Ideas for More Consistent Hang Out Times:

  • Once a Month In-Person Coffee or Breaking Bread — like every third Wednesday. It’s way easier for me to do lunches or daytime meetings than nighttimes with kids.
  • Once-a-Quarter Weekend Trips — very short roadtrips that get us away from the distractions of life with a focused activity — like watching a football game, or
  • Once-a-Year Retreats — as I mentioned I already do this with my Forum group … but another in a year would be super nice, like 2-3 days away.
  • Movie Night — whenever a new movie comes out, we go see it on Thursday night — if we can stay up that late!

Additional Thoughts and Caveats:

  • Spousal/significant other support is essential — My wife is my top relationship priority. Without the support of my wife, I wouldn’t do the things I already do, but thankfully she sees the value for my life, health and happiness, and I do for her retreats as well. We try to do regular checkins to communicate and see how we’re doing, one of the many reasons I’ve tried to winnow my business travel down drastically this year.
  • Too much time away — I realize with all these ideas, at some point, you can spend WAY too much time away from your family, which ain’t good. It’s all about time budgeting and again talking it through with your spouse and family. It’s interesting to note that Lindsey and I try to do these kinds of spousal retreats and getaways as often as possible. She comes first, always and forever.
  • Getting overscheduled — I try to have as few regularly scheduled meetings in my professional life as I can (let alone personal), and if I were to add too many things above, I’d get way too booked up, which would mean less time for family and family travel.
  • Prioritizing relationships — I realize there’s a limit to how many close relationships one person can build. Proximity is often the prioritizing factor just because it’s easier. Lema talks about how he approaches that here.
  • Gal Pals are just as awesome — over the years I’ve had so many special relationships with some awesome, wickedly smart, incredibly supportive ladies. I’ve found just as much joy with my gal pals and don’t want to leave them out in any way. In fact, looking over my Instagram feed for pics showed me how much time I have spent with these awesome awesome women.

OK, what are your ideas?

 

Need Quality WordPress Hosting? Check Out Liquid Web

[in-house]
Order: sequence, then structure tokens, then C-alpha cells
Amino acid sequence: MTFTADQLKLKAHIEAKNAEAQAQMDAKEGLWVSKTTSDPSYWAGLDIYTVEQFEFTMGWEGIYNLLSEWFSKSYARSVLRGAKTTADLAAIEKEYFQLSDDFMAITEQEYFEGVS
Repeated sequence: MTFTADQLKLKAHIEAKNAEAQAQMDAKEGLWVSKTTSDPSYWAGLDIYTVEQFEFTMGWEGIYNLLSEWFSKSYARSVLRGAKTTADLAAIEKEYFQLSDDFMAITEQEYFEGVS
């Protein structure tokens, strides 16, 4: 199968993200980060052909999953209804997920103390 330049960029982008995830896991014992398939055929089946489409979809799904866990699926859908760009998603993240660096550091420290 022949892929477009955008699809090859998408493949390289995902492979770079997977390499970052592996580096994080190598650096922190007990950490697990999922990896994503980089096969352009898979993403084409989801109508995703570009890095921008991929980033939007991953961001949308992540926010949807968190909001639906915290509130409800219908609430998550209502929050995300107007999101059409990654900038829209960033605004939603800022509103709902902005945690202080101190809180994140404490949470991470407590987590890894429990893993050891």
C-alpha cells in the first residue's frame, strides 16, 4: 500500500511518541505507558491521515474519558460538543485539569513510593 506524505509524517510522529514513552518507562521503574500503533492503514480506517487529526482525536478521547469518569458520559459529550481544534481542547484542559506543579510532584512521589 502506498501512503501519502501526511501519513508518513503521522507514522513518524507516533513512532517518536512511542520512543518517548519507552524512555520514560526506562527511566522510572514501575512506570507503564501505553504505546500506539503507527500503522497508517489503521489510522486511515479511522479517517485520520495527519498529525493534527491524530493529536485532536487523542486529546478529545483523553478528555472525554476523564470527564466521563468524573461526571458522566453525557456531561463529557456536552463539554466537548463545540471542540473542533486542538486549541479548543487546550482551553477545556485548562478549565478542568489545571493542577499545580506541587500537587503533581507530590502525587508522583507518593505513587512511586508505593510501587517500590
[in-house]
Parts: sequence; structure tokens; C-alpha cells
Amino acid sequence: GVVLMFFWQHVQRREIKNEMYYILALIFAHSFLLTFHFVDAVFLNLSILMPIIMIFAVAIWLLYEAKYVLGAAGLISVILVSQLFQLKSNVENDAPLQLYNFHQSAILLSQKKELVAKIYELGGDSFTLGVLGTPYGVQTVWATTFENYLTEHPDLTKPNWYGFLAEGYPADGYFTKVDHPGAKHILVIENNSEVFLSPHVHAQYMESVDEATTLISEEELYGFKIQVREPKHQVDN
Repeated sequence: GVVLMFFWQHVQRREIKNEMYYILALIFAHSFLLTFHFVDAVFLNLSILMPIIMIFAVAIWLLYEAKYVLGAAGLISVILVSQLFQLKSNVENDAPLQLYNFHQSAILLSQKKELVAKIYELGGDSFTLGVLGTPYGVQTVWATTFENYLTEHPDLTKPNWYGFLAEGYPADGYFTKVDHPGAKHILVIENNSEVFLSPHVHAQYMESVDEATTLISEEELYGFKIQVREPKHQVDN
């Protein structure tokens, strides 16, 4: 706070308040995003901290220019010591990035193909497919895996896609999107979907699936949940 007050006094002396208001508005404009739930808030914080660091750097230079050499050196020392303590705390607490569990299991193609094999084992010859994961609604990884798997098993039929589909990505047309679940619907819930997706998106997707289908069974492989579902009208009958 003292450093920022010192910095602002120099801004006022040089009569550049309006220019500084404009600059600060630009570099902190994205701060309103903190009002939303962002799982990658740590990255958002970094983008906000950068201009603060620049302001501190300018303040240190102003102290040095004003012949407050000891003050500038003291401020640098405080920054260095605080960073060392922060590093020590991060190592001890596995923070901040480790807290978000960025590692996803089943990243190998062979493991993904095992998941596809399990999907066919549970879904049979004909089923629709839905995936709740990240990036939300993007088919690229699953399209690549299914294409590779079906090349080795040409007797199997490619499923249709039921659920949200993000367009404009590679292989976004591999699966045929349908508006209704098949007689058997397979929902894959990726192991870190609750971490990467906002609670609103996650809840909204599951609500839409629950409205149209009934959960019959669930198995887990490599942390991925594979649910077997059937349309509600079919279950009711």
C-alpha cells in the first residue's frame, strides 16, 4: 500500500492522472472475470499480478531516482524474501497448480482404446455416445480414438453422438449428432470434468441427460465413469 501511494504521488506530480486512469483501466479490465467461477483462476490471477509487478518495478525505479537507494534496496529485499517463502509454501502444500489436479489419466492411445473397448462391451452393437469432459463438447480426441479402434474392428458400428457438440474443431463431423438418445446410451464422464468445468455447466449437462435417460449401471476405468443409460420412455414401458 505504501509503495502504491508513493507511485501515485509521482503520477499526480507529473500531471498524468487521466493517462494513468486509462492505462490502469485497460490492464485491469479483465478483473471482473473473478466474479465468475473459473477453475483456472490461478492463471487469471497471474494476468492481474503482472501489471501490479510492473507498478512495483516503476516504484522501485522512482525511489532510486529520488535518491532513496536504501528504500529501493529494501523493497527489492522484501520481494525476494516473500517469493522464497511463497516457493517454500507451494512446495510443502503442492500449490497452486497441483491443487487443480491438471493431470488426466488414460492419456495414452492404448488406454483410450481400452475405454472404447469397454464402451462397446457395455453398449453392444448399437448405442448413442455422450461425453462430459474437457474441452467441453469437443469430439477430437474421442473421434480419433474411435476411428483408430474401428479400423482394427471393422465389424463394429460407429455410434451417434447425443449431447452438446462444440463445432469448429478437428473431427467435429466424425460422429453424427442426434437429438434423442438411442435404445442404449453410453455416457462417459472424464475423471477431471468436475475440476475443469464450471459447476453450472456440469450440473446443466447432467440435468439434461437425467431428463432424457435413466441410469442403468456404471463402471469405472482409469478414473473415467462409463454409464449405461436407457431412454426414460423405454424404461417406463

The First-Things-First Disclosures: I fully believe in everything I’m saying here, or else I wouldn’t share it. My company, iThemes, is a partner of theirs (through our iThemes Sync Pro product). My wife, Lindsey Miller, is Liquid Web’s new partner manager, and I’m very good friends with Chris Lema, VP of Product, and A.J. Morris, Product Manager. Also, there is an affiliate link here. 

Simply put: The state of WordPress hosting mostly sucks. Since 2008, when I started iThemes, WordPress hosting has gotten worse and worse, and only recently have I seen many of the companies I once recommended start to get better.

If you’re looking for quality WordPress hosting … meaning you care about your site, and use it to build your business or organization … I believe Liquid Web has one of the most compelling offers around for a number of reasons … here are mine:

  • They’ve defined what hosting support should be — They don’t just offer 24/7/365 support … if you need help and ping their 800-number or live chat, you’ll actually be talking with someone who knows what they are doing, and aren’t trying to sell you something. The last time I check, 200 of their 250+ support team are Red Hat-certified. So Heroic Support isn’t just a tagline, it’s core to who they are. As I walked through one of their offices in Lansing, Michigan last year, you could just see and feel the commitment to a client-first, support-first culture. It’s part of their identity. I think few can actually claim they do “managed” support like Liquid Web can. Their NPS score, which puts them in a VERY rare category is a result I think of their focus on customer support.
  • They own their hardware — This is significant and rare and means they can control the whole environment as they aren’t relying on someone else. I’ve seen it (well, through a window!). If they have an issue, they go fix it … themselves.
  • A WordPress hosting platform that’s only getting better and faster — led by my friend Chris Lema, their WordPress hosting platform is killing it every week with new features that benefit you and your site. So whatever you buy now will only get better.
  • iThemes Sync Pro comes with it — We’ve partnered with Liquid Web to offer every WordPress hosting customer of theirs our awesome site management tools.
  • Just plain ole good people — Beyond my wife, Chris, A.J. and others, I’ve also met most of their Executive Team, in fact, some of them have been in our home in Oklahoma City.
  • Don’t just take my word for it — You should also read what Shawn Hesketh of WP101 and WordPress developer and Lynda.com instructor Carrie Dills have said about Liquid Web’s offering. (They give much more compelling technical reasons that I didn’t share here!) See also: SEO Bootcamp’s Giveaway, Kim’s review, Tara’s review, and Joe’s review too.  And I’m confident you’ll see more and more people recommending Liquid Web soon.

Go Check out Liquid Web’s Managed WordPress Hosting here.